The present invention also provides for manipulation of the data using filters. The filters of the present invention are advantageous because the user does not need to join the underlying tables together in his/her select statement. Users can select a subset of all possible MRTs and a subset of the MRPFs that comprise the selected MRTs. Section criteria are applied against any PRT or calculated field in the MRT. Where there could be multiple occurrences of the field in a MRT (such as quantities ordered on one customer order), the user must also specify a group by filter just as with functions. The present invention has the two special group by filters “any” and “all.” The other selection criteria are: equal to, not equal to, greater than, less than, like, and exists in dynamic document X. Filters can be comprised of multiple selection criteria. The criteria can be nested and include AND/OR conditions. An example of a filter is give me all MRTs where the customer is in California, and the total of the order line amounts is greater than $10,000, and any of the Salespersons are in territory one, or the order is on hold.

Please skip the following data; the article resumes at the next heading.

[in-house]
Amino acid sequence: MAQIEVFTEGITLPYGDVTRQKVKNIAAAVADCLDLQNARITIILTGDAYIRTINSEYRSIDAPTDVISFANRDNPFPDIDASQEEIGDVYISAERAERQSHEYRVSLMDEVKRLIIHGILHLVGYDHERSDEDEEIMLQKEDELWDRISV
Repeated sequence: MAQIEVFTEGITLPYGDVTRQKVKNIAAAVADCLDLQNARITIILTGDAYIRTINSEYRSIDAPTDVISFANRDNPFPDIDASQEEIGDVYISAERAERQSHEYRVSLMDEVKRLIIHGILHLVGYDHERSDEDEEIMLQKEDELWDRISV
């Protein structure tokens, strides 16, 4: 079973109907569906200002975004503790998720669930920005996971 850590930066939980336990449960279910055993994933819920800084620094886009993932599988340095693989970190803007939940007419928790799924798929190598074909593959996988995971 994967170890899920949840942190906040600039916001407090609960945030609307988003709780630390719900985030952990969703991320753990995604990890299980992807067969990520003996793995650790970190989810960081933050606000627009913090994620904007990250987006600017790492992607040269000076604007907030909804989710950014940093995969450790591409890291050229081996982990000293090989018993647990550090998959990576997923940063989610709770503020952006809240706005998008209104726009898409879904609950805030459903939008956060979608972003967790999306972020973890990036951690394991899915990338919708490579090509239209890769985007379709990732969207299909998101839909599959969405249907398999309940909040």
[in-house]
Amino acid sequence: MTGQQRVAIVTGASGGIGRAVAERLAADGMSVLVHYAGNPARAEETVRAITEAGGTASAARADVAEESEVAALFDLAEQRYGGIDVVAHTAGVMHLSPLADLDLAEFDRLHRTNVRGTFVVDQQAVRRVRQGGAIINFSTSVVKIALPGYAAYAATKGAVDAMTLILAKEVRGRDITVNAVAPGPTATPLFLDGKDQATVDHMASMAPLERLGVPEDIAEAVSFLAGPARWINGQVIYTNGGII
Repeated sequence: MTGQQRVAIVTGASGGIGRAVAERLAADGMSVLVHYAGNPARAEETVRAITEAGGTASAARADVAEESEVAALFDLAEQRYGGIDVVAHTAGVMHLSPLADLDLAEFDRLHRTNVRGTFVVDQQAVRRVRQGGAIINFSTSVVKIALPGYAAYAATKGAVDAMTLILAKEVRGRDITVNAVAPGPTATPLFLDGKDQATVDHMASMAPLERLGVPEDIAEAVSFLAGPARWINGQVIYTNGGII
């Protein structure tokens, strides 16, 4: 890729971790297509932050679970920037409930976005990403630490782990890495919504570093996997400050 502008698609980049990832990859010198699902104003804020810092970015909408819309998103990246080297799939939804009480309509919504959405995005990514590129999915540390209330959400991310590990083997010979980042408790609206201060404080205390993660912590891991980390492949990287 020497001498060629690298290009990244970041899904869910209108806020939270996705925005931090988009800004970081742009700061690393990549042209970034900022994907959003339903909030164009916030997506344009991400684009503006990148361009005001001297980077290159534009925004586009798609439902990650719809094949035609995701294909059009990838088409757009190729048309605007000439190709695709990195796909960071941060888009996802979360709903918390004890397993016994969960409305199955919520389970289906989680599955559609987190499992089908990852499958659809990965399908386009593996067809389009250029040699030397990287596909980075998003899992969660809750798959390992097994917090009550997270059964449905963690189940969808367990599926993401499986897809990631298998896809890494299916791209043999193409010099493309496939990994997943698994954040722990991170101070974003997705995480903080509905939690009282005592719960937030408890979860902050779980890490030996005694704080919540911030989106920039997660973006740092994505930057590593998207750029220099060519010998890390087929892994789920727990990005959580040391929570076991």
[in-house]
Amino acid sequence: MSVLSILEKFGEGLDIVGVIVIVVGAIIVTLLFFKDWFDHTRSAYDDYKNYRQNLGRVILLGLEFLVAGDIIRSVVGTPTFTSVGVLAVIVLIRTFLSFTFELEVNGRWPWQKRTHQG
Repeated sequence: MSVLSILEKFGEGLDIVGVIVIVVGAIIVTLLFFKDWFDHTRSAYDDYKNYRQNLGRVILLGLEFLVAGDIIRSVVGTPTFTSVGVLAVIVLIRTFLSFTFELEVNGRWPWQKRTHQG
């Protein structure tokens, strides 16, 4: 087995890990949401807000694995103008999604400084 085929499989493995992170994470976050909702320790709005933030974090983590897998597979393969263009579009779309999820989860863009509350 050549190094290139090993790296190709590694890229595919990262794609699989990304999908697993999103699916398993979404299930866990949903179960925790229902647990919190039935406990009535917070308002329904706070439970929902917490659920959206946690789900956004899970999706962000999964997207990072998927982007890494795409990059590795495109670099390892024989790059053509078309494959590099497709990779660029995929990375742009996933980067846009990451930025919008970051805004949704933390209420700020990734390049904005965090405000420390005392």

Any number of filters for a MRT or its MRPFs can be active at any time. The user defines as many filters as he/she wishes and then activates and deactivates them whenever he/she wants. Filters are executed either when the MRIs are fetched by the production data source or after they are stored in memory 18. The user specifies which filters should be part of the fetch. Because of performance concerns, fetches with group by functions cannot be used for fetches. The user can also indicate if the filter is for just temporarily hiding the data or for deleting the data. If a parent MRPI is filtered out, so are its children MRPIs. Filters for MRTs are handled exactly like filters on the top most MRPF in the hierarchy.